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Publication Abstract

Harmonic Oscillator Seasonal Trend (HOST) Model for Hydrological Drought Pattern Identification and Analysis

Raczynski, K., & Dyer, J. (2023). Harmonic Oscillator Seasonal Trend (HOST) Model for Hydrological Drought Pattern Identification and Analysis. Journal of Hydrology. 620(B), 129514. DOI:10.1016/j.jhydrol.2023.129514.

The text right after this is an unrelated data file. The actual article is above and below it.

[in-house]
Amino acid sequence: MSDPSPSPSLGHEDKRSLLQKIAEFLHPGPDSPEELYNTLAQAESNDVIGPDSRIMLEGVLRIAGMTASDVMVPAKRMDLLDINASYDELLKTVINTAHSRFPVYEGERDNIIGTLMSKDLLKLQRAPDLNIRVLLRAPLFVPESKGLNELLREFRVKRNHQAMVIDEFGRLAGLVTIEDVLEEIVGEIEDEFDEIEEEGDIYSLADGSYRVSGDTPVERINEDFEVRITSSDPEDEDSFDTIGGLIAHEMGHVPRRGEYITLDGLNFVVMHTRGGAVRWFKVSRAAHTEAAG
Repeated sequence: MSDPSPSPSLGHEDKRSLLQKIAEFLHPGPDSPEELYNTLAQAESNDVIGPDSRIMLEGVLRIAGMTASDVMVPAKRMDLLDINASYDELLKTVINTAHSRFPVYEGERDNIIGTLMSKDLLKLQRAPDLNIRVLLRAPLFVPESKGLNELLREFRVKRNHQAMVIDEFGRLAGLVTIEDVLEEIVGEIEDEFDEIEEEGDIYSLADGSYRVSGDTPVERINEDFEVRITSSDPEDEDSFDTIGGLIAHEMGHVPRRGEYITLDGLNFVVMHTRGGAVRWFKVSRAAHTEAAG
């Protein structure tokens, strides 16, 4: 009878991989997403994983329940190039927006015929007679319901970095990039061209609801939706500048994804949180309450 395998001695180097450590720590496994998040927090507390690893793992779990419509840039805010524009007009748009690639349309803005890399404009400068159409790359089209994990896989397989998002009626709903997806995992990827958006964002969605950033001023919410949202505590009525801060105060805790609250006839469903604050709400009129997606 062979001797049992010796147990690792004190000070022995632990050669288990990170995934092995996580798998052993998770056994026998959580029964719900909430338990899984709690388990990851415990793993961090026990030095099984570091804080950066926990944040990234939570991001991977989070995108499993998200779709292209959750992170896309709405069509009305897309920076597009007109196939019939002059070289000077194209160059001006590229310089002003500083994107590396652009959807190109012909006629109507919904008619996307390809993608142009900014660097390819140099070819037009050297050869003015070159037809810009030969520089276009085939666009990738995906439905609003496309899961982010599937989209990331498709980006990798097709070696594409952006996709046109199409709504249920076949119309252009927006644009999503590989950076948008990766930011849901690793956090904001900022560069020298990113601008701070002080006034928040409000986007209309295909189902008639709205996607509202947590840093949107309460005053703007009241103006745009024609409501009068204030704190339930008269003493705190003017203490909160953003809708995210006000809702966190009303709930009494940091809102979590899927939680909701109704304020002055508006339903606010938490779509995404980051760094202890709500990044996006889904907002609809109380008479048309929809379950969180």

Droughts, due to their complex nature, are difficult to predict; however, research is showing that there are often clearly defined patterns to their occurrence. The temporal aspects are usually more apparent when comparing regions with defined climatic characteristics, such as those with recognized wet or dry seasons, but recognizing these patterns can help in defining and understanding the overall processes influencing drought occurrence. Especially in the context of climate change, it is crucial to recognize temporal patterns and quantify them to help diagnose current and future event probabilities. The objective of this work is to introduce a new tool for assessing temporal patterns of streamflow drought, based on the harmonic oscillator theorem called the harmonic oscillator seasonal trend (HOST) model. The testing dataset consists of monthly minimal flows and drought occurrence information calculated based on daily flows from the National Water Model (NWM) retrospective v.2.1 dataset for the period 1979–2020. The model framework allows for trend and seasonality signal decomposition as well as the extraction of the first five harmonics by means of a Fast Fourier Transform (FFT)-based machine learning algorithm. The model framework enables the extraction and evaluation of five different harmonic models based on short and long-range components as well as linear regression sloped harmonics. The results show that the best-fit models are based on two superimposed sinusoidal functions with an accuracy of around 70–90 % for streamflow drought occurrence, with different spatial parameters reflecting varied environmental conditions. The models were able to capture two patterns: (1) annual precipitation variation and (2) longer-term inertia, the latter of which is likely driven by large-scale circulation with a roughly-eight year period.